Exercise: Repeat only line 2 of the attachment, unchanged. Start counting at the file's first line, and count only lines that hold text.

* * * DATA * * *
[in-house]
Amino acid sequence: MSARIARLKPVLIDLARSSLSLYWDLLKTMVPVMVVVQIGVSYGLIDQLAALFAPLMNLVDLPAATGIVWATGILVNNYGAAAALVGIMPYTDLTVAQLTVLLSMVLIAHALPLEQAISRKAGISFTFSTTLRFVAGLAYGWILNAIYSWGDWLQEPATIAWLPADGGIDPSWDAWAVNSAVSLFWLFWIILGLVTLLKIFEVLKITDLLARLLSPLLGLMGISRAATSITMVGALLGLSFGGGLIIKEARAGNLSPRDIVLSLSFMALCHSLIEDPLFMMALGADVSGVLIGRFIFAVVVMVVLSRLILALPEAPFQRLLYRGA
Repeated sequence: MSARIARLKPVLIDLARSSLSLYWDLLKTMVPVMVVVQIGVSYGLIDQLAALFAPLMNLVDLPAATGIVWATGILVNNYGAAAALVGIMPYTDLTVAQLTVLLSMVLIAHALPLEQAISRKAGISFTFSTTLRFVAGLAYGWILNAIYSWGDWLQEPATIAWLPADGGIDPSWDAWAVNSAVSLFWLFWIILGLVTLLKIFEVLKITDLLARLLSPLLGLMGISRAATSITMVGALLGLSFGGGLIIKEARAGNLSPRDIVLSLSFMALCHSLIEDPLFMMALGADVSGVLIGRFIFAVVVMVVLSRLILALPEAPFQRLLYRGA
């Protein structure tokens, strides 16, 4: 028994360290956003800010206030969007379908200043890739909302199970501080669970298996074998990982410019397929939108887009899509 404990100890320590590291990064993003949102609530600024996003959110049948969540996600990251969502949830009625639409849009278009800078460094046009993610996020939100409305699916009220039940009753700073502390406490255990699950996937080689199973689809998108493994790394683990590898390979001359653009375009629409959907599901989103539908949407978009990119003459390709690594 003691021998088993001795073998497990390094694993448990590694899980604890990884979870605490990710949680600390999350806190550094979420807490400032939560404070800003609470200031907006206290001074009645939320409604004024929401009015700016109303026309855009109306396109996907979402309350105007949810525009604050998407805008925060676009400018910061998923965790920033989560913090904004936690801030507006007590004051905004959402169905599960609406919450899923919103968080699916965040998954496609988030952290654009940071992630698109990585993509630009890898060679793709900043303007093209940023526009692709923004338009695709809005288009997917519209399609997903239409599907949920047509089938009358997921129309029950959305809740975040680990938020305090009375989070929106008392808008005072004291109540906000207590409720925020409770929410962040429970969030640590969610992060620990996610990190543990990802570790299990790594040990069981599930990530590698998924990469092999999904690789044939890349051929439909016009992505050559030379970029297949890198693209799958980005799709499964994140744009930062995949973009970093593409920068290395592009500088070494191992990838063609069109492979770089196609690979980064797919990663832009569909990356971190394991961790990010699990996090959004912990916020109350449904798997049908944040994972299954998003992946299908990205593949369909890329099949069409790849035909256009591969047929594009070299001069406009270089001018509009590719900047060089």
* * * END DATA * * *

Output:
Amino acid sequence: MSARIARLKPVLIDLARSSLSLYWDLLKTMVPVMVVVQIGVSYGLIDQLAALFAPLMNLVDLPAATGIVWATGILVNNYGAAAALVGIMPYTDLTVAQLTVLLSMVLIAHALPLEQAISRKAGISFTFSTTLRFVAGLAYGWILNAIYSWGDWLQEPATIAWLPADGGIDPSWDAWAVNSAVSLFWLFWIILGLVTLLKIFEVLKITDLLARLLSPLLGLMGISRAATSITMVGALLGLSFGGGLIIKEARAGNLSPRDIVLSLSFMALCHSLIEDPLFMMALGADVSGVLIGRFIFAVVVMVVLSRLILALPEAPFQRLLYRGA